How Crayons Work

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Crayons are ubiquitous with childhood. It's hard to imagine growing up without them. Jennifer Smith/Getty Images

Duncan's just a typical kid who likes making pictures. He scribbles and colors and draws with no thought to the consequences for his chosen medium — the humble crayon. But the crayons have had enough. Tired of being taken for granted, the little sticks of wax and pigment band together and find it within themselves to compose a series of letters explaining how ill-used they feel. While they stop short of actually unionizing, there's no doubt that this is a form of collective bargaining as each color takes a moment to enumerate its particular woes.

Red Crayon is first, pointing out that being Duncan's favorite color has significant downsides: namely fatigue. Tidy Purple Crayon protests being scribbled outside the lines and beige would like to be used for coloring more than just roasted turkeys or shafts of wheat. Like Red, Gray Crayon feels overworked due to the large animals it pigments (elephants, hippos, rhinos). White is experiencing an existential crisis, Black is tired of being featured only in outlines, Yellow and Orange dispute the true color of the sun, Blue is a dwindling stub thanks to endless representation of large bodies of water, Pink feels type-cast as a "girl's color" and Peach would like its wrapping back. Only Green is content with its lot in life.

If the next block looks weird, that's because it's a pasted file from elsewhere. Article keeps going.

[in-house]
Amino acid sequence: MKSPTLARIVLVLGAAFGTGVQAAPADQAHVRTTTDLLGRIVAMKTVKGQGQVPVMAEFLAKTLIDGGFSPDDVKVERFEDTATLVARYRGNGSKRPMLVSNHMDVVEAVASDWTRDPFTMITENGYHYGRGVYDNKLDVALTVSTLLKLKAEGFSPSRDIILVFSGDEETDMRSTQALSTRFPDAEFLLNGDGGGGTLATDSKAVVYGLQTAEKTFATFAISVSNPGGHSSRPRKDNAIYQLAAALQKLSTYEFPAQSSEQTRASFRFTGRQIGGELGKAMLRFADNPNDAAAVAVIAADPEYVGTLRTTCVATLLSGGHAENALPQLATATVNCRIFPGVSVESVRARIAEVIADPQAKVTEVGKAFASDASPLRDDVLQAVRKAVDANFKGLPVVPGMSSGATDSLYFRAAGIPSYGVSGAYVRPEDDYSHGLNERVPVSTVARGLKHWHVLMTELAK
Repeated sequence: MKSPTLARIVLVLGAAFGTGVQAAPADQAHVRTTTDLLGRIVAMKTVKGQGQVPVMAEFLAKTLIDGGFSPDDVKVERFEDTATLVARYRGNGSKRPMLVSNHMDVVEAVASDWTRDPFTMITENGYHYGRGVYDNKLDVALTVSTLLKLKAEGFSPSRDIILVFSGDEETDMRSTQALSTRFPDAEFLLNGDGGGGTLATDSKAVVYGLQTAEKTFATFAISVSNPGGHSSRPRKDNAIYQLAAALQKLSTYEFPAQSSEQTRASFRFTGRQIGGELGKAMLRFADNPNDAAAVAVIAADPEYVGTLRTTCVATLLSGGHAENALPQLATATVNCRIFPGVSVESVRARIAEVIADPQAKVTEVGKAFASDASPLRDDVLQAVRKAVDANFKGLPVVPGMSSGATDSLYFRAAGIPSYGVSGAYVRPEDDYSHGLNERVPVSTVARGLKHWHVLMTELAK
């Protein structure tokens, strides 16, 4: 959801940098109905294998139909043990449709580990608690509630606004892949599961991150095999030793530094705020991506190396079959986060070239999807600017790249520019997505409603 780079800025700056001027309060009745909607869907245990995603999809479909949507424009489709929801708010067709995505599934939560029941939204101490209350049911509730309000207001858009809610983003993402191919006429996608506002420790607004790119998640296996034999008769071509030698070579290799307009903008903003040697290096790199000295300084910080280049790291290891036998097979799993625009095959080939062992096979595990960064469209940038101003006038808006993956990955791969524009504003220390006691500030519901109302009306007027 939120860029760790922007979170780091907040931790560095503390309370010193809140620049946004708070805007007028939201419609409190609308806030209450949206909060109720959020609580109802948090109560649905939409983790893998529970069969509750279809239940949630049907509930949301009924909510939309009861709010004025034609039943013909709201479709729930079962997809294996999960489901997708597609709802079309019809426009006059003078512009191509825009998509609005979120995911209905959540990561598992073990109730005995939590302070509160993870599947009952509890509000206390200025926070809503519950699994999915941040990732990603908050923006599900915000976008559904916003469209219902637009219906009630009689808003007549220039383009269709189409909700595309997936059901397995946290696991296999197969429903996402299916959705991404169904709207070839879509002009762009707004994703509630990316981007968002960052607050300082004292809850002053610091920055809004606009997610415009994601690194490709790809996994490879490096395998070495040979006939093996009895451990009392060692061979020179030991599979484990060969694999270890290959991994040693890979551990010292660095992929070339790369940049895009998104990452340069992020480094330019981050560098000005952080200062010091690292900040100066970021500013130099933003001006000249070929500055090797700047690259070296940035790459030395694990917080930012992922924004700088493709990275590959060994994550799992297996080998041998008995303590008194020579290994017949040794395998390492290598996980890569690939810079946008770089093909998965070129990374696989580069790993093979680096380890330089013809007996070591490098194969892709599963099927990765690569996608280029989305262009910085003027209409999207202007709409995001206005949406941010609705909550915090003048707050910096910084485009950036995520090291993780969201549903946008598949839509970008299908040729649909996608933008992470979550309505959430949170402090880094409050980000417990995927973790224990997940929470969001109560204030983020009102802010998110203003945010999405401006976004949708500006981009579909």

This is the storyline of the already classic kid's book, "The Day the Crayons Quit," by Drew Daywalt and Oliver Jeffers. Charming and hilarious, the book is indicative of how completely crayons have been established as the media of choice for kids' art. This association has been so thoroughly baked into the collective culture that it's nearly impossible to imagine a time before kids had ready access to a nearly endless array of colors in a box of crayons. But that time did exist, and it wasn't all that long ago.